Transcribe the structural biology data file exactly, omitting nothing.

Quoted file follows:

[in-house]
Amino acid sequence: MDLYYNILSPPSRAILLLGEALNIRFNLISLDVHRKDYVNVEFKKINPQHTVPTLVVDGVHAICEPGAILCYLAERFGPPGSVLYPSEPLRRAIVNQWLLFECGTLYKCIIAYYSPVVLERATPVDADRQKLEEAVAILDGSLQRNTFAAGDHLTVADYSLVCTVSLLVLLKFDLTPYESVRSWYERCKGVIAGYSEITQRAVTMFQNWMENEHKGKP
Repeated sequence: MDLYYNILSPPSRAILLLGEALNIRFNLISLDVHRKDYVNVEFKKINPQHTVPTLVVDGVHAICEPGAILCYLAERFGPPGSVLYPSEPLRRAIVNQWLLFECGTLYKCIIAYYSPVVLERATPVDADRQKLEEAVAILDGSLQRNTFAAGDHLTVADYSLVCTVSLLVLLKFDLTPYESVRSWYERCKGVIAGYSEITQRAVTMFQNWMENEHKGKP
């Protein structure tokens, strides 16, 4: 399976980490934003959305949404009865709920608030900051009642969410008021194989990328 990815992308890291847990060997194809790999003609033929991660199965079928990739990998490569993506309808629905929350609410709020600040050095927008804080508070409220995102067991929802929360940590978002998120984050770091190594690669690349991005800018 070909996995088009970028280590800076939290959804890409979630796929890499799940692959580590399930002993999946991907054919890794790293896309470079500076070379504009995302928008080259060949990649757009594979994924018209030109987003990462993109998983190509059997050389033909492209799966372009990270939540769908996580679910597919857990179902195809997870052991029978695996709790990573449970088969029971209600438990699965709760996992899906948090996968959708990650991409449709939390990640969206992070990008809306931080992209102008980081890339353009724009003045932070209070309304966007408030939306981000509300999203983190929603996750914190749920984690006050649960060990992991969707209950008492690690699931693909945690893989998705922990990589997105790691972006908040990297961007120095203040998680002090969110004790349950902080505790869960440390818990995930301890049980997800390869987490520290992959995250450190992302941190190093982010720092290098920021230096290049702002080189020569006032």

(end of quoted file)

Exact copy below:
[in-house]
Amino acid sequence: MDLYYNILSPPSRAILLLGEALNIRFNLISLDVHRKDYVNVEFKKINPQHTVPTLVVDGVHAICEPGAILCYLAERFGPPGSVLYPSEPLRRAIVNQWLLFECGTLYKCIIAYYSPVVLERATPVDADRQKLEEAVAILDGSLQRNTFAAGDHLTVADYSLVCTVSLLVLLKFDLTPYESVRSWYERCKGVIAGYSEITQRAVTMFQNWMENEHKGKP
Repeated sequence: MDLYYNILSPPSRAILLLGEALNIRFNLISLDVHRKDYVNVEFKKINPQHTVPTLVVDGVHAICEPGAILCYLAERFGPPGSVLYPSEPLRRAIVNQWLLFECGTLYKCIIAYYSPVVLERATPVDADRQKLEEAVAILDGSLQRNTFAAGDHLTVADYSLVCTVSLLVLLKFDLTPYESVRSWYERCKGVIAGYSEITQRAVTMFQNWMENEHKGKP
């Protein structure tokens, strides 16, 4: 399976980490934003959305949404009865709920608030900051009642969410008021194989990328 990815992308890291847990060997194809790999003609033929991660199965079928990739990998490569993506309808629905929350609410709020600040050095927008804080508070409220995102067991929802929360940590978002998120984050770091190594690669690349991005800018 070909996995088009970028280590800076939290959804890409979630796929890499799940692959580590399930002993999946991907054919890794790293896309470079500076070379504009995302928008080259060949990649757009594979994924018209030109987003990462993109998983190509059997050389033909492209799966372009990270939540769908996580679910597919857990179902195809997870052991029978695996709790990573449970088969029971209600438990699965709760996992899906948090996968959708990650991409449709939390990640969206992070990008809306931080992209102008980081890339353009724009003045932070209070309304966007408030939306981000509300999203983190929603996750914190749920984690006050649960060990992991969707209950008492690690699931693909945690893989998705922990990589997105790691972006908040990297961007120095203040998680002090969110004790349950902080505790869960440390818990995930301890049980997800390869987490520290992959995250450190992302941190190093982010720092290098920021230096290049702002080189020569006032």